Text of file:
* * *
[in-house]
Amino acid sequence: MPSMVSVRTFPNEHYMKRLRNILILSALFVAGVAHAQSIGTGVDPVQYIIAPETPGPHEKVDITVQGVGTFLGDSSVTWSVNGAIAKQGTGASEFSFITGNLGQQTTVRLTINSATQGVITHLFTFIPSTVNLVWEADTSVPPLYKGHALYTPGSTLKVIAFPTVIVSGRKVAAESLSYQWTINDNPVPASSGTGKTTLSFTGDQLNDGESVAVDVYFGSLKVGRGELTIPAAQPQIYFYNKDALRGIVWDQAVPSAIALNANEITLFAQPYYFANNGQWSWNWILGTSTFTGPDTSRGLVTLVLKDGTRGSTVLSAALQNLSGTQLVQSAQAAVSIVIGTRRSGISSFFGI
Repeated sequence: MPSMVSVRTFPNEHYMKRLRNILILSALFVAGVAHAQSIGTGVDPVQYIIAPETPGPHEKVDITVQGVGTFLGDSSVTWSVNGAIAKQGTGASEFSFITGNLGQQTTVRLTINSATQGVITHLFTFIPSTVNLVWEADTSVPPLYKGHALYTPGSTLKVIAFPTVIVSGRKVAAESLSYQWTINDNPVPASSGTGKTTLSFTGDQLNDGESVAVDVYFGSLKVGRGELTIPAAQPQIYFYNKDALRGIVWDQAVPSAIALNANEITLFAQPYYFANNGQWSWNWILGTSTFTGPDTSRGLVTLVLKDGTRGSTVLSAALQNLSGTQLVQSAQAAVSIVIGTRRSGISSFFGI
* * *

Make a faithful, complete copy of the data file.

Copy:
[in-house]
Amino acid sequence: MPSMVSVRTFPNEHYMKRLRNILILSALFVAGVAHAQSIGTGVDPVQYIIAPETPGPHEKVDITVQGVGTFLGDSSVTWSVNGAIAKQGTGASEFSFITGNLGQQTTVRLTINSATQGVITHLFTFIPSTVNLVWEADTSVPPLYKGHALYTPGSTLKVIAFPTVIVSGRKVAAESLSYQWTINDNPVPASSGTGKTTLSFTGDQLNDGESVAVDVYFGSLKVGRGELTIPAAQPQIYFYNKDALRGIVWDQAVPSAIALNANEITLFAQPYYFANNGQWSWNWILGTSTFTGPDTSRGLVTLVLKDGTRGSTVLSAALQNLSGTQLVQSAQAAVSIVIGTRRSGISSFFGI
Repeated sequence: MPSMVSVRTFPNEHYMKRLRNILILSALFVAGVAHAQSIGTGVDPVQYIIAPETPGPHEKVDITVQGVGTFLGDSSVTWSVNGAIAKQGTGASEFSFITGNLGQQTTVRLTINSATQGVITHLFTFIPSTVNLVWEADTSVPPLYKGHALYTPGSTLKVIAFPTVIVSGRKVAAESLSYQWTINDNPVPASSGTGKTTLSFTGDQLNDGESVAVDVYFGSLKVGRGELTIPAAQPQIYFYNKDALRGIVWDQAVPSAIALNANEITLFAQPYYFANNGQWSWNWILGTSTFTGPDTSRGLVTLVLKDGTRGSTVLSAALQNLSGTQLVQSAQAAVSIVIGTRRSGISSFFGI